More Clams Can Be Found In Conception Bay
By JOHN M. DERBY
Times Founding Publisher
February 7, 2019
We were the first to find the bed of steamer clams out
by a reef in Conception Bay.
In a half an hour, at low tide, one could fill a 5 gallon
bucket of the steamers and have dinner for four.
The steamers were so good served in hot garlic butter,
we told a few of our friends where the bed was.
It was not long before we saw them coming back with buckets
full, and far more than they could possibly eat.
They bragged about how many clams they could get in and
hour or two.
Year after year, we went out to the reef, and with each
year, it took a little longer to fill the bucket. Then three
years ago, we went out and we were not able to get enough
for dinner. The same happened last year, when we had invited
friends over for steamed clams. Actually our dinner guests
went out with us to get them.
Today we were apprehensive about finding clams, and did
not plan a dinner; however, we just wanted to find out the
status of the clam bed.
It was a beautiful afternoon and the tide was lower than
usual. The ocean was like glass as we rowed our small dinghy
out a mile or two. Just the exercise was worth the trip.
When we got to the bed, the water seemed a little higher
than usual. It was cold at first as we slipped over the
side of the boat.
Sitting right on the sand bottom, we reached down and clawed
with one hand. After a couple of strokes we came up with
one clam, and then another five minutes later, and we had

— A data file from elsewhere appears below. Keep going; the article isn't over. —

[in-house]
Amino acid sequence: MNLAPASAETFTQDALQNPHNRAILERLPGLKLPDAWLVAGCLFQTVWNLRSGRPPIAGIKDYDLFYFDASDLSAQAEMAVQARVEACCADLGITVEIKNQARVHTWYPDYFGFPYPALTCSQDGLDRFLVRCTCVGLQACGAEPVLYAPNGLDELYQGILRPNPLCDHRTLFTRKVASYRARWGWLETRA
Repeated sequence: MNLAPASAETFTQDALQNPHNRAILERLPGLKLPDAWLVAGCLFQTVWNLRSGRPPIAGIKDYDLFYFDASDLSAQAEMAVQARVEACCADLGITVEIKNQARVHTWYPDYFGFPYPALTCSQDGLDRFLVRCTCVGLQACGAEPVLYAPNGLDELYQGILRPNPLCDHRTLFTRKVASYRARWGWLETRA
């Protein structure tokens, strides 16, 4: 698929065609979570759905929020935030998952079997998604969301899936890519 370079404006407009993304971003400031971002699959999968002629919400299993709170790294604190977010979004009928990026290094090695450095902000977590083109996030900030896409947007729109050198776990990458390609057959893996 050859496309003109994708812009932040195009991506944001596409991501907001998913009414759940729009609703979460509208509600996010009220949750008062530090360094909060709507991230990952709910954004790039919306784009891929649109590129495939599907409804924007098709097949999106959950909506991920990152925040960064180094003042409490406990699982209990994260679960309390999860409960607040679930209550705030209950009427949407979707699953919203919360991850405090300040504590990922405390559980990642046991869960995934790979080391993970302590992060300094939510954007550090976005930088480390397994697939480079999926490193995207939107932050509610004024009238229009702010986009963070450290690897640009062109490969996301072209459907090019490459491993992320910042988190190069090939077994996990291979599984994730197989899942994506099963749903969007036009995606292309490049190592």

eight clams in 20 minutes.
We decided not to take any home with us.
Depressed, we got back into the dingy and rowed away. We
were very sad at what had happened to the bed of clams;
in just 10 years. We felt we were to blame.
We had told some people about the clam bed, and they had
told others. Each one taking more of the clams. No one seemed
to think, how easy it was to take so many of the clams that
the bed would not regenerate itself.
We lost one of the most enjoyable experiences of living
around this otherwise pristine bay.
It was a long slow row home as the sun went down on the
far side of the bay. We talked about the clams, and how
good they used to be, and swore that we would never, ever
mention the clam bed to anyone again.
When other people saw us get out of our dinghy with our
bucket, they asked about getting clams for dinner. Our answer
was simply, “There are none.”
We are still stunned by how fast just a few people can
deplete a whole bed of clams, and how long it takes for
them to come back.
Our guess is that it will take at least 10 years for the
clam bed to come back, or maybe never.